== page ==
Poway Unified School District, which is in San Diego, California, owes creditors nearly $1 billion on a $100 loan.
Even worse, Poway’s financial situation is no different from that of nearly 200 other California school districts, as some districts are on the hook for 10 to 20 times the amount they initially borrowed. In fact, the superintendent of the Poway School District, John Collins, recently told San Diego’s PBS affiliate that “Poway has done nothing different than every other district in the state of California.”
These bonds in question are known as Capital Appreciation Bonds (CABs), and they are unlike typical bonds because they allow “districts to defer payments well into the future — by which time lots of interest has accrued.”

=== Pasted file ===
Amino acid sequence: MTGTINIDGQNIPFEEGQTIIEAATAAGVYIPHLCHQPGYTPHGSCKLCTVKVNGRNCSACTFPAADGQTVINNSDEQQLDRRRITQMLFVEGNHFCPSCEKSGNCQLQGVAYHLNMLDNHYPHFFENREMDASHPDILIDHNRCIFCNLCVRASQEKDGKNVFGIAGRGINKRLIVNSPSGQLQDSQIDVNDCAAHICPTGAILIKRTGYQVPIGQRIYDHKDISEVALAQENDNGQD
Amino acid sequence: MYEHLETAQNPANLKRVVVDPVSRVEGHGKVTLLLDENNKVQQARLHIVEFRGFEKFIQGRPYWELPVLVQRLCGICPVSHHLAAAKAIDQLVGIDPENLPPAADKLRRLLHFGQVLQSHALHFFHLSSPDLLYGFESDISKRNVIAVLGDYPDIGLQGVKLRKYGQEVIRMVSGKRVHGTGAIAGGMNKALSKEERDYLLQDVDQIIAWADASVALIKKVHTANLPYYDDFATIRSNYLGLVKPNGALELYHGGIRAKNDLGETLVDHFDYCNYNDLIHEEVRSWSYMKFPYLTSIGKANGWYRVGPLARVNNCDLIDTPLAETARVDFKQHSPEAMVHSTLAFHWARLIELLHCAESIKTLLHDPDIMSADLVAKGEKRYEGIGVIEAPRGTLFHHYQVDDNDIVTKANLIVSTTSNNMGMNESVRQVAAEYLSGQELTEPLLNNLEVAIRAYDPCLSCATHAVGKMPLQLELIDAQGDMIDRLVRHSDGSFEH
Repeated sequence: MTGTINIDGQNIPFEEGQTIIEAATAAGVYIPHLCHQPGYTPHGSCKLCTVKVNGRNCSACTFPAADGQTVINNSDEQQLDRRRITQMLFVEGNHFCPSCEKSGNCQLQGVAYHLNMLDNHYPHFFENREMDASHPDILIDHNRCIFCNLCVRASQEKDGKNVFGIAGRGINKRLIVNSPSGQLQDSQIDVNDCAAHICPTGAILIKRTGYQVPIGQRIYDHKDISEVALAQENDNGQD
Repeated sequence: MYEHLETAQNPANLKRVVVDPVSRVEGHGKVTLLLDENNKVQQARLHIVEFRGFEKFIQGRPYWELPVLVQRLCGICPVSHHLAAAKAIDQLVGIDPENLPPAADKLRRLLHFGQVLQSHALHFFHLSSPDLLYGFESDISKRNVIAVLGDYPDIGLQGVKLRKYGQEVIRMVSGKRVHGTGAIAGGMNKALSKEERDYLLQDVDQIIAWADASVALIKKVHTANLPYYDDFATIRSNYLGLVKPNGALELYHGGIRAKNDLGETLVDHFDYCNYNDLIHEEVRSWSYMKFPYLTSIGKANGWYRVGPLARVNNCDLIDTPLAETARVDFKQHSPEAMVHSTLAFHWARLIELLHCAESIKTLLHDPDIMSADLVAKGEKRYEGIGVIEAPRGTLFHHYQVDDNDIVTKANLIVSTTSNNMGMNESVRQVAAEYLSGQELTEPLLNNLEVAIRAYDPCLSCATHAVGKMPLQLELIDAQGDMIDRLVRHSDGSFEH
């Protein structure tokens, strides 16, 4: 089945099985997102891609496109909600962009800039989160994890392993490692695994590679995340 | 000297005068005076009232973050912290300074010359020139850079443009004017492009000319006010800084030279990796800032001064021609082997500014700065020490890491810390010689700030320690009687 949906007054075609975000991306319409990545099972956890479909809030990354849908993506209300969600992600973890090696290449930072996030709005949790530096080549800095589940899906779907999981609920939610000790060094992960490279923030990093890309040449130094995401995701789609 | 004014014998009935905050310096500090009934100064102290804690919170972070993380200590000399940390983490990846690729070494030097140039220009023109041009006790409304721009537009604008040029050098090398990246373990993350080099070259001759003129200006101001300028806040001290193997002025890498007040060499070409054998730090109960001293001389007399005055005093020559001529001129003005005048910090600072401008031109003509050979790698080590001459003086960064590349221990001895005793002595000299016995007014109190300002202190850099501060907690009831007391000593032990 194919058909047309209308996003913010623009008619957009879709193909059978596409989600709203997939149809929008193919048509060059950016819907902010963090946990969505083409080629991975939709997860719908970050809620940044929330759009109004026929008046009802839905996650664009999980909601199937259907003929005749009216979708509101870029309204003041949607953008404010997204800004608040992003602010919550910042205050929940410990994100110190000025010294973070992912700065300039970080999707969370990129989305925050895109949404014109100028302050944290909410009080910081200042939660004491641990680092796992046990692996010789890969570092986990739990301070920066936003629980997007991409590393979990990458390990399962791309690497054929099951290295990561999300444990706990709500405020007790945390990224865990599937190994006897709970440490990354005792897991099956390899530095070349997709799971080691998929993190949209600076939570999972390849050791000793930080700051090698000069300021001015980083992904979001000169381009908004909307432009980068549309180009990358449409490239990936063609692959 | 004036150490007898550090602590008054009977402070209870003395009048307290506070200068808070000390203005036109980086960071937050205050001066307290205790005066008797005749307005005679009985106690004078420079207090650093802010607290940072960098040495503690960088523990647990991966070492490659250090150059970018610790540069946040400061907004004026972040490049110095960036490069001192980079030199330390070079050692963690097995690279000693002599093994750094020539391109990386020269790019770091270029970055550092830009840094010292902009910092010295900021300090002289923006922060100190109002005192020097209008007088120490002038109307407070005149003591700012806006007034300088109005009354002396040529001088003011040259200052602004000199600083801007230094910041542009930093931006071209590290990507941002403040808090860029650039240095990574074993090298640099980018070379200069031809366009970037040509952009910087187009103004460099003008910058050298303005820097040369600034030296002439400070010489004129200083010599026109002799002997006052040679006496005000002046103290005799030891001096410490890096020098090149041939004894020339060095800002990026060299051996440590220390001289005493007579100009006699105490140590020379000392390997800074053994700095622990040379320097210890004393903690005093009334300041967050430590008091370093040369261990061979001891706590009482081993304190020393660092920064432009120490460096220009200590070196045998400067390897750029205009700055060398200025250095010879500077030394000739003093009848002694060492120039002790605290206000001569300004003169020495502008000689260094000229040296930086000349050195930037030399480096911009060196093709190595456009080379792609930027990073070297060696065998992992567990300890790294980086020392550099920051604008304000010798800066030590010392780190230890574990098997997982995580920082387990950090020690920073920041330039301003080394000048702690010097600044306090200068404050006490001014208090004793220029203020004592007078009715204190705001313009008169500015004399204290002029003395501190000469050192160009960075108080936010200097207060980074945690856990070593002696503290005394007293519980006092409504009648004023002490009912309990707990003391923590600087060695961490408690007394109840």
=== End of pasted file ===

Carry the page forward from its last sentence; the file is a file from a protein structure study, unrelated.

California’s State Treasurer Bill Lockyer has determined that nearly 200 school districts in the state have borrowed nearly $3 billion in CABs and are on the hook for a combined $16 billion.
According to NPR, Lockyer said such bonds are the “the school district equivalent of a payday loan or a balloon payment” where “you have a spike in interest rates that’s extraordinary.”
Lockyer is “poring through” a database to determine which districts are at most risk but has come to the conclusion that most of these bonds cannot even be refinanced.
One such district is West West Contra School District, which is just outside of San Francisco. In 2010, the district took a $2.5 million bond in order to get $25 million to build an elementary school, which seemed like a net gain of $22.5 million for the district at the time.
Not so fast.
That $2.5 million bond will ultimately cost the district a whopping $34 million to pay over its term.
Lockyer said the superintendents of these districts should have been fired for this reckless borrowing.